Those words, delivered in customary tongue-in-cheek style, belie a career at the top of his profession spanning decades and a passion for hurling, which persistently raises its head in conversation throughout the afternoon.
He speaks proudly of his annual Hurling For Cancer charity match which ran for the fifth consecutive year in 2016, and has, to date, raised more than half a million euro.
And in between conversations about Teofilo, New Approach and St Jovite, amongst other former luminaries of the stable, he entertains with stories of his other love in sport.
As the assembled press pile into the jeeps to take a spin up the two gallops, he halts our progress to tell of a local county final in which a van was being used as an ambulance.
With one player injured from the first-half clashes, he tells us, the driver approaches the referee to ask: “Will I bring this fella to the hospital straight away, or will I wait for a (full) load?”
The jeep door closes, and we get back to the business of horse racing. The first gallop, lined on both sides by leylandii hedges and covered with a surface of Wexford sand and shredded carpet, runs close to the woodchip gallop, lined with beech.
It’s an idyllic setting but, most importantly, an effective training ground for the blue bloods which represent this leading yard.
The Champion Stakes is the feature event of the star-studded weekend, and it’s a race which Bolger has won twice, with Park Express in 1986 and with one of her progeny, New Approach, 22 years later.
“We knew we were going there with a live chance,” says Bolger, recalling that first success.
“I don’t think it had been won by a filly up to that time, so we were having to break new ground. But she was at the top of her game, and I was hopeful she wouldn’t be too far away. She won well in the end. It was a very memorable day.
“New Approach was coming back from an injury, having won the Epsom Derby, so we were hopeful he would collect that on his way to Newmarket for their Champion Stakes.”
This year Bolger will be represented by Moonlight Magic, who is in fear of becoming a forgotten horse, after finishing down the field in the English and Irish Derbys.
But his trainer insists we should not discount the Derrinstown Derby Trial winner, who has a fine record at Leopardstown.
“He didn’t handle Epsom, and he may not have got the trip at the Curragh,” says Bolger, before adding: “I’m not short of excuses.”
“He ran a good race over ten furlongs at the Curragh the last day, and will have improved since then.
"I’m putting him in as an each-way chance for the Champions Stakes, and I’ll be disappointed if he’s not in the first three. He’s certainly bred to be that sort of horse – his dam is a half-sister to Galileo.”
Patience and a sprinkle of genius have helped Stellar Mass develop from a frustrating sort, to one who was just out of the frame in the Irish Derby.
“He is very much an intended runner in the Clipper Logistics mile-and-a-half Group 2, and is in really good form,” says Bolger. “He was a slightly late developer. As a two-year-old he got chinned a number of times, but it was usually by one of Aidan’s (O’Brien) better two-year-olds.
“This year he has progressed a little bit better than some of those, thankfully, and I think there’s more improvement in him. If he holds his form until the end of the season, I’d say we’ll have him in training next year. He doesn’t want it too firm.”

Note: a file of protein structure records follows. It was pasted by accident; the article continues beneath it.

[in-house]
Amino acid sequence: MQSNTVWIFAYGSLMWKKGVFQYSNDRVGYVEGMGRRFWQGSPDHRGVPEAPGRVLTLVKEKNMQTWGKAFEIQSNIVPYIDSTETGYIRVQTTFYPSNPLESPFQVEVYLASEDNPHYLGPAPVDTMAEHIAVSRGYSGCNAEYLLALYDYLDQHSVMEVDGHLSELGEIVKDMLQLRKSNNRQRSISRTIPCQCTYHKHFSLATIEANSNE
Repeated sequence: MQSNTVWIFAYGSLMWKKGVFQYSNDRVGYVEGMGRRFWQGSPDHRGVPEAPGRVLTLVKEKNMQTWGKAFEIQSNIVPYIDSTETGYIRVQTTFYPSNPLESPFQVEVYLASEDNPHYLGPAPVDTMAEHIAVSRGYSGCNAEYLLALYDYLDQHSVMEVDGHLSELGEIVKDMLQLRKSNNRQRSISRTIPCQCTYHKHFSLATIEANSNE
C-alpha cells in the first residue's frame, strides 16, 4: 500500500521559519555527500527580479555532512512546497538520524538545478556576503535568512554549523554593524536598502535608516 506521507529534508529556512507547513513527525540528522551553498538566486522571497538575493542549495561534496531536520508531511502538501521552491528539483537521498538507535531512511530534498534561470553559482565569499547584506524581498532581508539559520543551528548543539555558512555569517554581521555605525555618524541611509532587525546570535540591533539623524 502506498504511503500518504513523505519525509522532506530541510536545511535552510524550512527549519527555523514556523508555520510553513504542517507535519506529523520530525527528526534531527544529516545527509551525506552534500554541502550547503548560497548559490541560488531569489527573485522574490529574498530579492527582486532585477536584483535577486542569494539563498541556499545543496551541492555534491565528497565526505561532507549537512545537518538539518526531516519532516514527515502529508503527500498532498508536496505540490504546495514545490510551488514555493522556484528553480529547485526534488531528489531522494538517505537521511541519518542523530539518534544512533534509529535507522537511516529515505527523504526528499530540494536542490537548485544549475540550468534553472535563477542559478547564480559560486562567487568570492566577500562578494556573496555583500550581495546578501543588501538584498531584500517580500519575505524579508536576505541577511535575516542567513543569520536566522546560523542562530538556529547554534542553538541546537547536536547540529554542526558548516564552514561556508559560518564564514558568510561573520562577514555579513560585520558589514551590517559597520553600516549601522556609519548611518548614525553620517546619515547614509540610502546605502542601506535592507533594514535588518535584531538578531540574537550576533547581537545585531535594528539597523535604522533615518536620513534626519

With the subject within earshot, Bolger, in his own inimitable style, adds: “Pat Keogh (Leopardstown Racecourse CEO) has assured us we’re going to have good ground at Leopardstown, as distinct from good-to-firm.
“And I think Dermot Weld will be marking him closely,” he quips, referring to dual Derby winner Harzand’s preference for some cut in the ground.”
Of Bean Feasa, who is expected to take up one of her engagements, in the Group 1 Moyglare, or the maiden, Bolger says: “She’s a half-sister to Teofilo. She’s in good order now, and hopefully she’s getting back to the order she was in the first day.
“We’re not giving up on her, and I view her as a nice prospect for next year. We’re not sure which race she’ll run in yet, but the maidens there will be like group races – they’ll be hard won.”
Flight Risk, who “we haven’t seen the best of him yet” will also likely be in action, while Siamsiocht, Glamorous Approach, Ringside Humour (“the busiest filly in the country”) and Tribal Beat are all possible runners.”
Champions’ Weekend, which is in its third year, is growing all the while and Bolger relishes being part of the meeting, in which there is likely to be plenty of international flavour.
“There’s an opportunity there for any horse with a rating of 95 upwards, and there’s plenty of money there to be won,” he explains. “Even some for some of the less successful stables, if they happen to have one or two horses that can run there and run well they’re going to help to keep the show on the road.
“It’s nice to be competing with the top owners, who don’t really need the money, because if you beat them you don’t have to feel sorry for them. That’s the situation in the big races, where it’s every man or woman for themselves, and the best horse usually wins – and that’s the way it should be. I do like the cut and thrust of it.”
While Bolger may have had stronger teams on paper, it would be folly to underestimate the Coolcullen maestro. Amongst the more-established runners lies a potential ace in the pack. The once-raced Tradfest comes in for favourable mention, as one “we hope could be a classic-type for next year” and perhaps she’ll return in 12 months’ time with even greater ambitions.
Whichever way his fortunes swing over the two stellar days, the forthcoming champions’ weekend will not define Jim Bolger. But Jim Bolger’s participation is an essential part of what defines Longines Irish Champions’ Weekend.
He didn’t handle Epsom, and he may not have got the trip at the Curragh. I’m not short of excuses.